Exchange 2010 Archiving: Dumpster Revealed

Exchange operates with a hidden deleted items folder referred to as the "dumpster." In Exchange 2007, end users can manually purge email in the dumpster, thereby bypassing an organization's legal hold. This was a major legal risk.

Exchange 2010 introduces a new and substantially improved dumpster that fixes this design flaw, and offers additional benefits.

End users can use the dumpster to restore single emails that were deleted by mistake. Here is how it works: When an email is first deleted it moves to the Deleted Item folder. It remains there until the Deleted Item folder is emptied. Next, the deleted email moves into the dumpster where it is held according to a retention policy set by the administrator. Normally the dumpster retention period is set for 30 days, allowing users to change their mind and restore deleted email within that period.

The dumpster retention period can be set for longer periods or an unlimited time, and this is the important benefit to the organization. Organizations that require retention of email for regulatory compliance, for example, can use a dumpster retention period of n years as prescribed by the law. Organizations facing legal discovery can set the dumpster retention to an unlimited period, in effect putting email deletion on hold until the legal case is resolved.

Dumpster retention periods are set on a per-mailbox basis. Thus, if a legal case requires some of a user's email to be retained indefinitely, for example, then all that user's email is retained indefinitely.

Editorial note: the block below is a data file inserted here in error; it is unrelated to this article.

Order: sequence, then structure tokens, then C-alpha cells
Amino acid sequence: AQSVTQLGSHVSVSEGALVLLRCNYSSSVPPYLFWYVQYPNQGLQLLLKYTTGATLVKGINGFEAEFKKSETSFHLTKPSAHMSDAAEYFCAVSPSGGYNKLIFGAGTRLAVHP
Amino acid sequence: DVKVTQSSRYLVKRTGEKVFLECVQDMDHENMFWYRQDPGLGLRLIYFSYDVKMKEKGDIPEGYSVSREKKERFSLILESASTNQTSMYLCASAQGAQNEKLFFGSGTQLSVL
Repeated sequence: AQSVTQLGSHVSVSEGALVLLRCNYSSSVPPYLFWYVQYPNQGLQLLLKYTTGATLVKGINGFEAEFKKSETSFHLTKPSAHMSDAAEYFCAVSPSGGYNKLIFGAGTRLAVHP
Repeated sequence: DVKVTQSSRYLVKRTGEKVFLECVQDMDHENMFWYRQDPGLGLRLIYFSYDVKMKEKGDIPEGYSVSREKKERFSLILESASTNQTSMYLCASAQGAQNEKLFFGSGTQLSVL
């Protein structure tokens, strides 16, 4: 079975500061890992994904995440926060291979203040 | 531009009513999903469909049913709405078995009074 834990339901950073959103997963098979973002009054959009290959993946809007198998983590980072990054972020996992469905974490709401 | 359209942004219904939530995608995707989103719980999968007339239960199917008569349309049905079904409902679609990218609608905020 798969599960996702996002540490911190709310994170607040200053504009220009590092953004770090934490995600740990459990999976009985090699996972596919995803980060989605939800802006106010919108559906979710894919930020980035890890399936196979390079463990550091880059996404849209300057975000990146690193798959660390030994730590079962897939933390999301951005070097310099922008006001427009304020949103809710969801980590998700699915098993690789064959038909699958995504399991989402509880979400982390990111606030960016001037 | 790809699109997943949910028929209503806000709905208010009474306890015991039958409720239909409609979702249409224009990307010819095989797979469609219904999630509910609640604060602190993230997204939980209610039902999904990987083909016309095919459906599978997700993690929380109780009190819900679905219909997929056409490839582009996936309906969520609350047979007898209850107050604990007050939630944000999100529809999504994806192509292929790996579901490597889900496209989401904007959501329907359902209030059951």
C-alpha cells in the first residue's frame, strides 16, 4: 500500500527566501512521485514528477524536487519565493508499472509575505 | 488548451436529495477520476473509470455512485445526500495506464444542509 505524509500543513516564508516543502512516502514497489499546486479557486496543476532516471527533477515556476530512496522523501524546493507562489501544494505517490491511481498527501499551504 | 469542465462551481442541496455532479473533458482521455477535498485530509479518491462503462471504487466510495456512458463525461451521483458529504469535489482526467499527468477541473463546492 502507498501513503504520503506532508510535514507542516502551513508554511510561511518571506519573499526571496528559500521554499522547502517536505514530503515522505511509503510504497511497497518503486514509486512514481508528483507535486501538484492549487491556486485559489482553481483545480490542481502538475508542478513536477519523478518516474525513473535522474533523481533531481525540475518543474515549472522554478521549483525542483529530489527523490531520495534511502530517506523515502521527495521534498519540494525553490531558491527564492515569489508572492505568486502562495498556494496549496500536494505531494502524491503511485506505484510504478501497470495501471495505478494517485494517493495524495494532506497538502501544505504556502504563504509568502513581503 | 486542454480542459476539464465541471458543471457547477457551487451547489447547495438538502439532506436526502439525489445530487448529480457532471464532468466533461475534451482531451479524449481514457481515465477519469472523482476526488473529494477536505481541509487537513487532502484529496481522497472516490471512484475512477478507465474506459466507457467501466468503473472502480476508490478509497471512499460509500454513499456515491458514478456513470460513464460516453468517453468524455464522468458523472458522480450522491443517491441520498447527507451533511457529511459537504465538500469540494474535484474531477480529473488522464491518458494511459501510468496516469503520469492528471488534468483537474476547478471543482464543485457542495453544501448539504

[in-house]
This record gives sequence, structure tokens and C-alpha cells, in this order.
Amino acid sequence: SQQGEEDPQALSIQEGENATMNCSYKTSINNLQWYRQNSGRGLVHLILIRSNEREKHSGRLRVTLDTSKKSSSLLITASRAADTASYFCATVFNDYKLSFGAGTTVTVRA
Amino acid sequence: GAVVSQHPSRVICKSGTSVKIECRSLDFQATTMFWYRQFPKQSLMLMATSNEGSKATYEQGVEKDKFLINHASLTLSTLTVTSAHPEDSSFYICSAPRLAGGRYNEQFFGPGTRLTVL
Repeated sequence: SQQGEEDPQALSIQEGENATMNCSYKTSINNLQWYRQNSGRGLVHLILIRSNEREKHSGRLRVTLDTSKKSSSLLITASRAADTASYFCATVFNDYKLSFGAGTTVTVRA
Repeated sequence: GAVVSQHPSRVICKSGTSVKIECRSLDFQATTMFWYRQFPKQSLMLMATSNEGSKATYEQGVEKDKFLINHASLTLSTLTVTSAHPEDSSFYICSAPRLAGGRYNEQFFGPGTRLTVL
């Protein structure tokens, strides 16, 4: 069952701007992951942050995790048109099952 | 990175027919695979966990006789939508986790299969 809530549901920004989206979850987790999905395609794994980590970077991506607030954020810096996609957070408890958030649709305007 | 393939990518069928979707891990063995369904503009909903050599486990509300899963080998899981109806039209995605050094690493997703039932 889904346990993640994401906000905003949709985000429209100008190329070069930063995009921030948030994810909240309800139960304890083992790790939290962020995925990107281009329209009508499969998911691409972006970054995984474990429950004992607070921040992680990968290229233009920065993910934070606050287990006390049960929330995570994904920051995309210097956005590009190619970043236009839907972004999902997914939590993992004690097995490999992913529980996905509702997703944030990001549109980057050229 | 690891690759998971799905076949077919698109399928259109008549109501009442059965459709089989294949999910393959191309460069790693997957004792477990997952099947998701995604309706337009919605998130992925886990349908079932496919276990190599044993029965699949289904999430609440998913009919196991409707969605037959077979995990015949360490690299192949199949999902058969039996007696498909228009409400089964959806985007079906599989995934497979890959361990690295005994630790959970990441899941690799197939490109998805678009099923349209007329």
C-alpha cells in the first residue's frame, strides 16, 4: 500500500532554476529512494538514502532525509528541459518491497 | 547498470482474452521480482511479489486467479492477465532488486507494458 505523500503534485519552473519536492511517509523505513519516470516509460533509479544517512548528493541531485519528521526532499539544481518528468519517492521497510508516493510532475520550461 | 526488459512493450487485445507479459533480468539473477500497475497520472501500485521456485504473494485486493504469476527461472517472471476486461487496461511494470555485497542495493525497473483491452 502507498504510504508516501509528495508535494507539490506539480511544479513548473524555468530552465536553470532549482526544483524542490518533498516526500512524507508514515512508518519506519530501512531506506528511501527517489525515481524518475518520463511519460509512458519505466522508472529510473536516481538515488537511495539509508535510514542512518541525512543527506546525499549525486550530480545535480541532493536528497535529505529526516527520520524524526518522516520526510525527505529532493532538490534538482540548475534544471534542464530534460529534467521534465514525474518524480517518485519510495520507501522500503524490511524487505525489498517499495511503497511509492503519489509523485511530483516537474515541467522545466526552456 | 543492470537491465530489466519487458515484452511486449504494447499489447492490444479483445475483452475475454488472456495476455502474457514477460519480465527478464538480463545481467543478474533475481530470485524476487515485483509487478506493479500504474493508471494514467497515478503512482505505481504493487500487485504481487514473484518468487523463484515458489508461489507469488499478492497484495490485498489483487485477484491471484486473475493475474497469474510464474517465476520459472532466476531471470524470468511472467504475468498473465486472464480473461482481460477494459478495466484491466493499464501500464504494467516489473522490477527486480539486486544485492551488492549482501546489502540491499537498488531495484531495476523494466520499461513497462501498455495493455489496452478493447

Finally, it should be noted that the dumpster has an important role in the new backup strategy adopted from Exchange 2010 onwards. Because Exchange databases are so large, traditional backups and restores have become impractical. Thus, the approach to backup with Exchange is now:

  • Keep one or more live copies of an Exchange database in case the main one gets damaged.
  • Keep copies of emails around for some extended period elsewhere; e.g., in the archive or in the dumpster, so that users can restore a damaged or deleted email if they need to.

... Bob Spurzem

In addition to his role as Ferris analyst, Bob is director of product marketing at Permabit, which offers a grid–based disk storage system.

One Comment

  1. Posted April 13, 2010 at 7:11 AM | Permalink

    Interesting article Bob…

    You state “keep one or more live copies …. in case one gets damaged” – I’d debate whether this is a viable strategy to _replace_ backups.

    I’d readily agree that it can augment a backup strategy and help mitigate against failure/corruption, but it is more about “resilience” or live data protection than backup. It is basically single point in time (just a moment ago) copy (albeit there may be multiple copies of that ‘just a moment’ ago copy).

    I know the MSFT hype around this, but for me backup is more about _multiple_ “point in time” copies that allow me to restore from a particular previous instance and provide a contingency against any of my backup instances also being corrupt – defence in depth.

    .. Ken

  2. Nate Fitzgerald
    Posted April 13, 2010 at 8:38 AM | Permalink

    I am wondering how this is different than the deleted item retention in previous version of Exchange (

  3. Posted April 13, 2010 at 6:51 PM | Permalink


    Your view is correct. DAGs provide multiple copies of the data, but all at the same point in time. If you wish to keep multiple point in time copies, then use Windows VSS enabled backups using one of the many 3rd-party backup products.

    the additional benefit is that the VSS backups can be copied to tape and store safely offsite.

    A DG group can also be hosted in a DR site, but it requires the infrastructure, server etc. More costly than just sending backup tapes to a fire proof vault.

    I hope this helps.

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